What’s Breath Got To Do With It?

Improve your tone and control with natural breath support –says Jeannie Deva

Many singers have been told through the years to “use good breath support.”

While we may instinctively want to agree with this statement, we may be confused by the many interpretations, opinions and approaches on the subject.

To sort this out, it will help to understand some simple essentials about how your vocal instrument actually works.

Let’s establish some basics.

Your body is your instrument and it has a certain way it needs to work to make the sounds of your voice.

The style of music you sing really doesn’t matter; that’s more on the level of how you play your instrument; how your body works to make sound remains the same.

When You Breathe In, Where Does the Air Go?

I’m sure you know that without a breath you can’t sing (or speak). So, one element of importance is the intake of breath.

But how?

Have you ever been told to push your belly forward when you breathe in? Or, that air goes into your diaphragm or stomach when you inhale?

From an anatomical reality, no air goes into your diaphragm (which is a muscle) nor does it go into your belly (which is filled with other types of organs such as intestines).

Air goes into your lungs.

OK, you knew that.

But did you know that the biggest part of your lungs is in your back?

The tops of your lungs are just below shoulder level. They fill your chest, front to back. In front, they only extend down about four inches. But in back, they extend down to a few inches above your waist.

For many, this is a total surprise. When you breathe in, most of the air goes into your back!

Breathe Into Your Back

To permit your body to work naturally and breathe the way it’s designed; allow your ribs to open as you inhale.

Your rib cage, by moving, pulls open your lungs and that pulls in your breath.

The joints that permit movement of your ribs are in your spine. And the strongest muscles that help move the ribs are in your back as well. (Makes sense, right?)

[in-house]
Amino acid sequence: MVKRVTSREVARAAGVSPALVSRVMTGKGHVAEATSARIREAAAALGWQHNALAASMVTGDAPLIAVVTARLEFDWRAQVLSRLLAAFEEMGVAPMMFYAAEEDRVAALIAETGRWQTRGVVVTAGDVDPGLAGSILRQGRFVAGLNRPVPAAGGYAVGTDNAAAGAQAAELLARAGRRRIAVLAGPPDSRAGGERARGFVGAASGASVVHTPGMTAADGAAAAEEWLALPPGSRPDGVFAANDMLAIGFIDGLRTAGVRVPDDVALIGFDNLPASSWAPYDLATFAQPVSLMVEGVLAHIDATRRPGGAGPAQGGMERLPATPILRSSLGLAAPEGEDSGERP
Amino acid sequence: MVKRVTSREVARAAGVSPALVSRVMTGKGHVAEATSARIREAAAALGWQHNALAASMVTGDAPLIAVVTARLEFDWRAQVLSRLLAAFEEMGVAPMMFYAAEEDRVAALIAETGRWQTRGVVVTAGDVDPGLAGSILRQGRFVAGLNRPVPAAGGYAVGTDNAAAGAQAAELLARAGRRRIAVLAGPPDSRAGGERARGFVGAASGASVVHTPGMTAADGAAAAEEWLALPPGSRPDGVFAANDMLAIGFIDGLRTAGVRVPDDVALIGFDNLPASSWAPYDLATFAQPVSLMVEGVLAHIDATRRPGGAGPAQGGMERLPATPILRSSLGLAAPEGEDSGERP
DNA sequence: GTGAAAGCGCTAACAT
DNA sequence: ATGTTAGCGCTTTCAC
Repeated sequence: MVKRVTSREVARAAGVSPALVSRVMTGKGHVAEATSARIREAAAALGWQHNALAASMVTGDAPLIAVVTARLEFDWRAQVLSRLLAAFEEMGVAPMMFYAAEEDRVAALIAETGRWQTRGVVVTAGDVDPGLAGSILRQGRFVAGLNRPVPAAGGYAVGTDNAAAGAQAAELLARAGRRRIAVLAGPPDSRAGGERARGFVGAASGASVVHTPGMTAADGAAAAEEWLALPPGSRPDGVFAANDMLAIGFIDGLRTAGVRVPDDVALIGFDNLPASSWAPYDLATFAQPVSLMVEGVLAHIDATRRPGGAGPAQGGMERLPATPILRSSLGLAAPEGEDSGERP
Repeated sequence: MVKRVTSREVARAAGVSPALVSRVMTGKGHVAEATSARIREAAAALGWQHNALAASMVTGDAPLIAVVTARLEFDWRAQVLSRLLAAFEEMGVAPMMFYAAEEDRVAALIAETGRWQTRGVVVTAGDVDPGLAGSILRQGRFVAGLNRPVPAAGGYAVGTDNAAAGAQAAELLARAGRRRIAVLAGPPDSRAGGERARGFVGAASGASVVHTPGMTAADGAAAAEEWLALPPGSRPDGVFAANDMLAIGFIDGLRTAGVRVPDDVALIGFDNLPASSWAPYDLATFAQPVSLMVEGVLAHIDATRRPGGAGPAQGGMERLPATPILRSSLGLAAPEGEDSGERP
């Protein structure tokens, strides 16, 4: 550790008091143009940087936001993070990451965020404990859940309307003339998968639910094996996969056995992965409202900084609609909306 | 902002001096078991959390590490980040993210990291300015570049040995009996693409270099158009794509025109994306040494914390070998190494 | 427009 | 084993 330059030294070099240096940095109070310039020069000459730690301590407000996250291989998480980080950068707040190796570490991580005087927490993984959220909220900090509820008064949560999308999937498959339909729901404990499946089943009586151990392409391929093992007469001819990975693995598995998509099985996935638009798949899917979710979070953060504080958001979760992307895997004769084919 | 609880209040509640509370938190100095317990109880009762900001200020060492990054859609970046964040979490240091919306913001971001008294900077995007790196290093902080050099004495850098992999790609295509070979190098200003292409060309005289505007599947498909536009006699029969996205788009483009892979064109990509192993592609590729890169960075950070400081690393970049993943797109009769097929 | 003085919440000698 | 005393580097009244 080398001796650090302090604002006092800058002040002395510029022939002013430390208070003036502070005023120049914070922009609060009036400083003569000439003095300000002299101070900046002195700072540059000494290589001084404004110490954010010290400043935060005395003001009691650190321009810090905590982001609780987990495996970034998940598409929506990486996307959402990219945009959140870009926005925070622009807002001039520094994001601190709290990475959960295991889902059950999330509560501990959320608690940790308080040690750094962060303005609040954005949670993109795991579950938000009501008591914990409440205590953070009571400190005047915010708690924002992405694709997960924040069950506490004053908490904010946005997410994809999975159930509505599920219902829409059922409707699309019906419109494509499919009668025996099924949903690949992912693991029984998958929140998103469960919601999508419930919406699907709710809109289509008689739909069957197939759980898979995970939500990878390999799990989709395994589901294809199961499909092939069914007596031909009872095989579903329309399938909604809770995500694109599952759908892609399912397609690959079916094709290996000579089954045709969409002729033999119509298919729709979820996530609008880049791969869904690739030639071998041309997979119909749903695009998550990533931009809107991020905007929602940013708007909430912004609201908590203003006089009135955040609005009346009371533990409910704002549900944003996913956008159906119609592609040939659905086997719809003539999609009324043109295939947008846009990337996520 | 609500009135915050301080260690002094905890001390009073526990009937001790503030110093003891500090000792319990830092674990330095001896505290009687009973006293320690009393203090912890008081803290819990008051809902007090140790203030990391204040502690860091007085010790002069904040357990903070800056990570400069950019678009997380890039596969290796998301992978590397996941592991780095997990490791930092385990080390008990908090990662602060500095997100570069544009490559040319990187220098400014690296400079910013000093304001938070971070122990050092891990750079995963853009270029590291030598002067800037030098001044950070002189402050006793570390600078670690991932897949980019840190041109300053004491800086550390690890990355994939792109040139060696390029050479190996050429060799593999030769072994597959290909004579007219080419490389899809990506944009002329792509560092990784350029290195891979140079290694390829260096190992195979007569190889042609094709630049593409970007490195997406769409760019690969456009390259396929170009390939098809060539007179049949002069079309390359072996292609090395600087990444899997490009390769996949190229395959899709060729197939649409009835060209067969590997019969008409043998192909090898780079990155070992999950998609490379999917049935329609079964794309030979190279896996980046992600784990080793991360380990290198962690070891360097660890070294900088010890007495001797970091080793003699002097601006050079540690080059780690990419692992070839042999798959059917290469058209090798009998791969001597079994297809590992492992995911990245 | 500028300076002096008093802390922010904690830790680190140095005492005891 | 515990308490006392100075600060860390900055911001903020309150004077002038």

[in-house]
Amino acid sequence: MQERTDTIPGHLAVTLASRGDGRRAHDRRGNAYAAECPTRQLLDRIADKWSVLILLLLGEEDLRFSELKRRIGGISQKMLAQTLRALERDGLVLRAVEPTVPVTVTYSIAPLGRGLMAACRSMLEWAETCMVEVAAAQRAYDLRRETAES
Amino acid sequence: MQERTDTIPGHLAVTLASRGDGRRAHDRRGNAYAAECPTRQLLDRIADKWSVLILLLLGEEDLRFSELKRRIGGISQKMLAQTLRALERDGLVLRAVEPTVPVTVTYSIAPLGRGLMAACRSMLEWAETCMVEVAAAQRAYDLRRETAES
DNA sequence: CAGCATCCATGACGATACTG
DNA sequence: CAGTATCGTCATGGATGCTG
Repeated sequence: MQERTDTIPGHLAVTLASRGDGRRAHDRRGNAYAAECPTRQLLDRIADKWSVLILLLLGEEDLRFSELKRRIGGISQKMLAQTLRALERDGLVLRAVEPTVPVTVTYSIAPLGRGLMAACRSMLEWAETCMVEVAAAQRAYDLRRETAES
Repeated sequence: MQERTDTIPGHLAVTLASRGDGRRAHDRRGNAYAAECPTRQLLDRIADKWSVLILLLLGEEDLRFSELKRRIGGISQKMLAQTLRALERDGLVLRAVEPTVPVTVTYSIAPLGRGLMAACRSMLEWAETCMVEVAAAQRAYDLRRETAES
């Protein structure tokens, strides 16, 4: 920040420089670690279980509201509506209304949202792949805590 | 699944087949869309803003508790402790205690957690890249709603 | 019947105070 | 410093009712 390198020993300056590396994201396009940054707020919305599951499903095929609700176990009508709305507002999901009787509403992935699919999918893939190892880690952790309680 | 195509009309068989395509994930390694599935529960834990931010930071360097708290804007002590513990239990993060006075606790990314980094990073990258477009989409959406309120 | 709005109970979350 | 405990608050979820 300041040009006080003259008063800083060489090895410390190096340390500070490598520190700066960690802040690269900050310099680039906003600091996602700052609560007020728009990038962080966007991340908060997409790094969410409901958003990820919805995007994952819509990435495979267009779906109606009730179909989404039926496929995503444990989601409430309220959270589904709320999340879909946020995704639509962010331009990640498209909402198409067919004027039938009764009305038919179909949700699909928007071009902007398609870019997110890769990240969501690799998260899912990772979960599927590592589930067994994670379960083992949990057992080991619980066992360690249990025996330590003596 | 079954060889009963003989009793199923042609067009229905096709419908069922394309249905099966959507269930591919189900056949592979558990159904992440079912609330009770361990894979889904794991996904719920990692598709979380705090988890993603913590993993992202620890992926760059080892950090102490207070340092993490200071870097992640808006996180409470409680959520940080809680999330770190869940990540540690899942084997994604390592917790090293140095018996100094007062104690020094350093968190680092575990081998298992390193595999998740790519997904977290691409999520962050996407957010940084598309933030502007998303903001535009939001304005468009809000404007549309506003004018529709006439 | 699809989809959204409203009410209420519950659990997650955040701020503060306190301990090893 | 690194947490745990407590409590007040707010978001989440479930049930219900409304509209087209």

So if your posture is at least basically OK, this movement can happen more easily.

Try this:

Place your hands on both sides of your body about two to three inches above your waist. Recognizing that air will go into your lungs primarily in your back, inhale and feel your ribs expand. Now exhale. Again inhale so you can feel your ribs open and the air come into your back. Now sing something. You should notice an immediate improvement in your vocal tone and a greater ease in singing. This is just the beginning of natural “breathe support.” For more detail check out my Contemporary Vocalist Volume One (see below).

My Reactions to This Week’s Peer Review Vids

Louie Ongpauco – Rhythm of Love (cover)

This was a fun video: I love how you gave us a double view of yourself recording your tracks and then gave us a room filled with many Louies singing the chorus—very cool. You have a nice vocal quality and you made a good choice in selecting this song to cover. Your pitch was a bit shaky; the recording affects helped to obscure this to some extent. Developing a steady pitch as you sing your words is the area I would urge you to work on. For some tips on this achievement, check out my Voice Council article: Resolving Pitch or Range Difficulties.

SPIRITWO – Mistakes (original)

You committed to your song, your message and performance. Also, you took risks on stage – I think that’s critical to do if we are going to find our unique voice and stand apart from the crowd. I would have liked the videographer to have zoomed out a little to give us even more of the full impact of your presentation. Since you’re singing aggressively which can potentially tax the voice, there’s one simple thing you can do (or perhaps do more of) that will better support and sustain this degree of intensity. See my article (above) for details and best wishes for continued success in your career!

-Jeannie Deva

Jeannie is teaching students at her new interactive Online Vocal School by ArtistWorks. Students canaccess to her entire vocal method in HD streaming video, submit videos of their practice and get personalized video feedback from Jeannie. To learn more, click here.

© 2011 All Rights Reserved. This article is adapted for VoiceCouncil Magazine from Jeannie Deva’s book: “The Contemporary Vocalist.”

Late Breaking News: Jeannie’s eBook “Singer’s Guide to Powerful Performances” has just been released and is immediately available at: www.JeannieDeva.com It includes hundreds of linked video examples and an interactive table of contents and linked pages for easy navigation, 228 pages, 23 information-packed chapters, 55 innovative exercises and numerous practice and application tips to help you excel as a singer. For a few of the video exercises available, go to: www.YouTube.com/PowerfulPerformances and subscribe for updates. Follow @JeannieDeva

Jeannie Deva is a celebrity voice and performance coach and recording studio vocal specialist with a list of impressive clients and endorsements. Jeannie teaches privately in Los Angeles and in the very near future to students worldwide via her Online Vocal Academy. Visit her new singer’s performance development channel: www.YouTube.com/PowerfulPerformances and her voice enhancement for vocalists: The Contemporary Vocalist Book and CD series and The Deva Method® Vocal Warm-Ups and Cool-Downs CD. www.JeannieDeva.com www.Facebook.com/JeannieDevawww.Twitter.com/JeannieDeva

See Jeannie Deva’s Contemporary Vocalist Volume One.